Jesse Isidor Straus: Ambassador to France
The New York Times reported on February 26th that Jesse Isidor Straus (1872-1936) would be a popular choice if appointed Ambassador to France. On March 9th 1933 Jesse was formally nominated. The French Foreign Office approved his selection citing his frequent visits to France and his ability to speak the language. A March 15th article in the Christian Science Monitor reported, “In the naming of Mr. Jesse Isidor Straus as Ambassador to France, another glamorous chapter is added to the legend of America’s merchant princes. Of the second American generation of his house, Mr. Straus is following the tradition of the public and arty distinction attained by his father, Isidor, and his uncles, Nathan and Oscar.”
Jesse’s appointment was confirmed in the Senate without debate on March 19th and his swearing in ceremony at the State Department was held ten days later. He expected to remain in Washington for about a week where he would become acquainted with his new duties and then return to New York to wrap up his responsibilities at home. On April 6th he resigned as president and member of the board of directors of R. H. Macy & Co., Inc. Jesse and Irma sailed for Europe on the US liner “Manhattan” on May 24th, landing at Le Havre, the same port from which his grandfather Lazarus left Europe 85 years earlier. A welcoming delegation from the government, the Ministry of Foreign Affairs and the municipality of Le Havre boarded the ship to greet them when they arrived.
Jesse entertained the diplomatic representatives of all the American republics at a luncheon in the American Embassy in Paris on the 1936 anniversary of Washington’s birth. He said, “All of us can rejoice together at our increasing friendship, mutual confidence and interest in each other’s peace, prosperity and economic progress. In the midst of the many uncertainties that prevail in other parts of the world, we can point with just pride to the fact that at no time in the history of the American republics had the spirit of cooperation, confidence and mutual helpfulness reached a higher level than at present.”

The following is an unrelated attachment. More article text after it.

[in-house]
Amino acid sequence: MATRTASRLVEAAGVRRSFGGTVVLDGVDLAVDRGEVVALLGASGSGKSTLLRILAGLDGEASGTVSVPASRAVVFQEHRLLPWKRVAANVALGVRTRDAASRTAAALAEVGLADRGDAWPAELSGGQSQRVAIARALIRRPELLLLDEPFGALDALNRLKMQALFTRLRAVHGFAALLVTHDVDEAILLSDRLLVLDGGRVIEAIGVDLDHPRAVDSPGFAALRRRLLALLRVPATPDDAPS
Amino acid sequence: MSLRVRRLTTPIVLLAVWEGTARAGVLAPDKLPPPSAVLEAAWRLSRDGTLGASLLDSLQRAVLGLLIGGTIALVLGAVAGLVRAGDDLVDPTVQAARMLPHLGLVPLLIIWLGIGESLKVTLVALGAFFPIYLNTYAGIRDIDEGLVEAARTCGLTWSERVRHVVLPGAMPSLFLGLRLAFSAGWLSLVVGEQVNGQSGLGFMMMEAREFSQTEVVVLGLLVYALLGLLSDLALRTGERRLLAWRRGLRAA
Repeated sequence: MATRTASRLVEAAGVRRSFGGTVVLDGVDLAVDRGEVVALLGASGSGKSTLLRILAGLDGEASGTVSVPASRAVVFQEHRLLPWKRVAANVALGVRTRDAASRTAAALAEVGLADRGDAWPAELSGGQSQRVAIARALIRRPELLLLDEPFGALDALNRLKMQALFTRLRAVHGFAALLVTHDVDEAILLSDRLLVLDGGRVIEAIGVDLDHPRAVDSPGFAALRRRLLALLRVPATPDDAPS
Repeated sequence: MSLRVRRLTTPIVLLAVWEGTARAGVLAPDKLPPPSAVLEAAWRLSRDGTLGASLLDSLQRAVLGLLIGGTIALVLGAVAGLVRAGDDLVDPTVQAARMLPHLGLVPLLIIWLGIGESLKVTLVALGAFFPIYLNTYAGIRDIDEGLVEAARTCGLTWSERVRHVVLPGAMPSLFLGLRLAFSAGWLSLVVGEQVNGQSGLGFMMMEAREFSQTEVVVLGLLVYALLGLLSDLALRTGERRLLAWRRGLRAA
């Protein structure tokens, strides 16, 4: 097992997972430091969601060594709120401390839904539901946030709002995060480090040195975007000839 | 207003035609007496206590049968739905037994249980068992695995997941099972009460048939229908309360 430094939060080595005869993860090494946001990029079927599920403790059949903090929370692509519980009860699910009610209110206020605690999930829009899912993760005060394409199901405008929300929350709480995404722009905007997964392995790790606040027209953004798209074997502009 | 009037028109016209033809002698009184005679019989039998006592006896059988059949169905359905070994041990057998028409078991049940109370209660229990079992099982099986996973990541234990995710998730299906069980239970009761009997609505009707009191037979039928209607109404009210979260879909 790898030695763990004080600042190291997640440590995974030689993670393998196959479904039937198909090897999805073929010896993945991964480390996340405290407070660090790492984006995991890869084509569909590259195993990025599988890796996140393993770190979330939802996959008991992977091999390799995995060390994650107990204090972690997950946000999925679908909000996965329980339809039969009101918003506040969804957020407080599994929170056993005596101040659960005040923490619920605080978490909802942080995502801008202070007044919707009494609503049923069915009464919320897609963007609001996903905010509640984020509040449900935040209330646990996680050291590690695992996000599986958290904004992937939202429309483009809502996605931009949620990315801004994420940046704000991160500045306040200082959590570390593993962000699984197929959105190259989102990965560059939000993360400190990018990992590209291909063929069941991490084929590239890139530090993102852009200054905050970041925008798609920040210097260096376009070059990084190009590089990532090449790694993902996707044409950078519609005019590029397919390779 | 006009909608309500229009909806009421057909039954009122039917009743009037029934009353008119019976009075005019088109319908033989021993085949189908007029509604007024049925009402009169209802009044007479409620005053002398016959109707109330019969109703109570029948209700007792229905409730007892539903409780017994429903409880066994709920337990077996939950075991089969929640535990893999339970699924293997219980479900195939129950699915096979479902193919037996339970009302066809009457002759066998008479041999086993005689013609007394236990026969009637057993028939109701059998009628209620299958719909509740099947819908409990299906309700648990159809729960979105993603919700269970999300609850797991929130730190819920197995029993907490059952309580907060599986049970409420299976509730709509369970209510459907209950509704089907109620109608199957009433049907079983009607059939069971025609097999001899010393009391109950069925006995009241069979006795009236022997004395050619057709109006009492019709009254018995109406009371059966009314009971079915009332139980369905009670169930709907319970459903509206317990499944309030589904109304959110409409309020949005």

On August 18th, 1936 poor health forced Jesse to tender his resignation. On August 26th, 1936 President Roosevelt issued a statement saying that he had accepted Jesse’s resignation with “deep regret.” French officials expressed much regret at Jesse’s resignation. The New York Times reported on August 27th, “During the three years that he has represented the United States in France, French leaders say he has shown such qualities of heart and such keen comprehension of how best to find the middle way between French and American differences of view and interest that he has won a very genuine affection and respect.” Jesse Isidor Straus died in New York October 4th, 1936 with his family at his side.
“Jesse Isidor Straus 1872-1936” Straus Historical Society Newsletter Vol. 6 No. 1 (New York: August 2004); pp. 3-7.
“Jesse Isidor Straus 1872-1936: Part Two” Straus Historical Society Newsletter Vol. 6 No. 2 (New York: February 2005); pp. 1-7.
“Jesse I. Straus ‘Businessman for Roosevelt’ and Ambassador in Paris” Straus Historical Society Newsletter Vol. 14 No. 2 (New York: February 2013); pp. 8-9.
Source: The Straus Historical Society